From the days of Edward Gibbon (1737–1794), who essentially blamed the “fall of Rome” (the Western Empire, at least) on its embrace of Christianity, the question has been asked: “What changed?” The question also obsesses some contemporary Pagans (and not just members of the Julian Society), who ask, “Why did our ancestors abandon the old gods? Were they bribed, coerced, or tricked?” In the case of the four upper-class men on whose lives Watt concentrates, we can only use Gibbon’s favorite adverb, insensibly. Gibbon writes, for instance, that “the active and successful zeal of the Christians had insensibly diffused them through every province and almost every city of the empire” (Decline and Fall of the Roman Empire, vol. 1, chapter 16). Likewise, these men are presented as insensible to the structural changes that occurred while they rose to the pinnacle of their careers.
Three of four were rhetors and philosophers who left extensive writings behind: Libanius (314–c.393), a high-profile teacher of rhetoric, something like a tenured professor today; Themistius (317–390), another rhetorician, statesman, philosopher, and counselor to sev- eral emperors; and Ausonius (310–395), poet, teacher of rhetoric in the imperial household of Valentinian I, later a consul and praetorian prefect variously of Gaul, Italy, and Africa, also the only Christian of the four, converting late in life. The fourth was Vettius Agorius Praetextatus (315–384), a wealthy aristocrat, holder of various Roman priesthoods, and praetorian prefect of Rome, a post that might be compared to a cabinet ministry. As prefect of Rome, he oversaw the reconstruction of major temples, sponsored public rituals, and reinforced the city’s Pagan identity as against that of Milan, seat of the now-Christian Western emperors of the late fourth century.
Watts describes these men’s careers against the changing political landscape of the century, including Julian’s short reign. The last Pagan emperor, he writes, had a different, more Christian upbringing than Watts’ four exemplars: “Unlike those older men, Julian understood that Constantius’ [who preceded him] initiatives pointed toward a world in which traditional religious practices were suppressed and temples replaced by churches”
Lacking Julian’s imperial authority, Libanius, for one, fought a long rear-guard action against the erasure of traditional religion, denouncing how “the black-robed tribe [of monks], who eat more than elephants … hasten to attack the temples with sticks and stones and bars of iron, and in some cases, disdaining these, with hands and feet.” His methods were speeches, letters (perhaps the equivalent of an op-ed in the New York Times today), and appeals to the current emperor’s vanity, arguing that letting extralegal Christian power structures develop would harm the emperor’s authority and prestige. These stratagems worked for a time, but as each of the “final Pagan generation” passed away from their worlds of senates, classrooms, and dinners with important people— becoming truly insensible —the imperial world, which might still have looked, sounded, and smelled much as it did in their childhoods, was irrevocably altered.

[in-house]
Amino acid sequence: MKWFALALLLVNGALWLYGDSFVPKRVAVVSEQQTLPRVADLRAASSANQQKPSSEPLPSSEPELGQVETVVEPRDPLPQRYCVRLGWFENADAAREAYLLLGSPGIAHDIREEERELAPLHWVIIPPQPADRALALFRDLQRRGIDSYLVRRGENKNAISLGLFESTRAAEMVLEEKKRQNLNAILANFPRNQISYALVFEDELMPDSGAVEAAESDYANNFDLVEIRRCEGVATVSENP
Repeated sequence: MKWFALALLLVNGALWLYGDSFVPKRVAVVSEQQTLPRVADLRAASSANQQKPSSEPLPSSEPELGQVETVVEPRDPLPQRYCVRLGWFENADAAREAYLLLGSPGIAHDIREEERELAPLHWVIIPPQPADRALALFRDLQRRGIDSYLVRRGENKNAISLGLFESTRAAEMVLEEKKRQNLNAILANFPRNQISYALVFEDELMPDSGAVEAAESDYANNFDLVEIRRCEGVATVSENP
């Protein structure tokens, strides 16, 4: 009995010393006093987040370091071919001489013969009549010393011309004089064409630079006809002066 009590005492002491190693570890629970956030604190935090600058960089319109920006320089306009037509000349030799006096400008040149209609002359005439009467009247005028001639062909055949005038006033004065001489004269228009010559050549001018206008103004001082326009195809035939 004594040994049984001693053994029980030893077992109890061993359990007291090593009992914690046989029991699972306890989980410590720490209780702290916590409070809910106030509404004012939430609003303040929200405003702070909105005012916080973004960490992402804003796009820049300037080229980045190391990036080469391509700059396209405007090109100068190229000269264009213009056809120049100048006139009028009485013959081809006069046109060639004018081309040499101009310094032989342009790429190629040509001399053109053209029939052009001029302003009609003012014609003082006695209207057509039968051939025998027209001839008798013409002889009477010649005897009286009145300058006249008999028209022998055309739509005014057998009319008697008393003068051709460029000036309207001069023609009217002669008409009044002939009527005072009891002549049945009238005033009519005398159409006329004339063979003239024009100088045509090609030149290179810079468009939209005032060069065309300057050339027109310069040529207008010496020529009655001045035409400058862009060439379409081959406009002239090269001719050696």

Some of the links that I saved that never turned into blog posts . . .
• The Internet loves quizes, so “What Kind of Witch Would You Be?” (answer: hearth witch). I always suspect that the answer is based on just one question, while the others are there just for fluff and decoration.
This is, indeed, one of the roots of many problems in modern polytheism – people being unwilling to wait and let things naturally evolve. My biggest concern here isn’t the specific examples of mis-assignment (though they do exist, and are indicative of a serious lack of understanding in some cases). It is the fact that these folks are sitting around trying to artificially assign gods to places and things as if it’s just a game, or at best an intellectual exercise.
We arrived in Corfu late in the evening of the 12th of September and had about fifteen minutes of worry when the agent of the apartment’s owner was not present to meet us at the airport, as promised. And I had neglected to get his number!
But I did have the number for Yannis, the owner, who lives in Athens, and I called him. He promised to call Nikos, the agent. Soon he called back to say that Nikos had car problems but would soon be in touch, which he was. Before too long Nikos arrived — on a Vespa — got us a taxi, and we were off.
He showed us the apartment, gave us the keys, and said that he would be back inthe late morning to collect the rent (assuming we liked the place — which we did) and give us a quick tour of the neighborhood.
“At home” at last, but too jittery to sleep, we took a walk through part of Corfu’s old town, quickly locating Sasha Chaitow’s Icon Gallery, where something was waiting for me.
She sent a preliminary sketch. We went back and forth by email — laurel wreath or imperial diadem? — and so on.
It came from a sort of a quickly fantasized alternative history, one in which Julian had not died in that cavalry skirmish with the Persians in 363 CE in what is now northern Iraq, but had lived and had succeeded in his quest to re-institute and reform the old Pagan practices, and become venerated after his death.
That’s my alternative history, and I’m sticking to it. The day after I arrived in Corfu, I was holding it in my hands. Now it hangs on the study wall, glowing.
Sasha holds an MA in Western esotericism from the University of Exeter and a PhD in myth and literature from the University of Essex, as well as being an accomplished painter. She takes commissions, and you can contact her through the gallery website, Facebook,Academia.edu, or LinkedIn.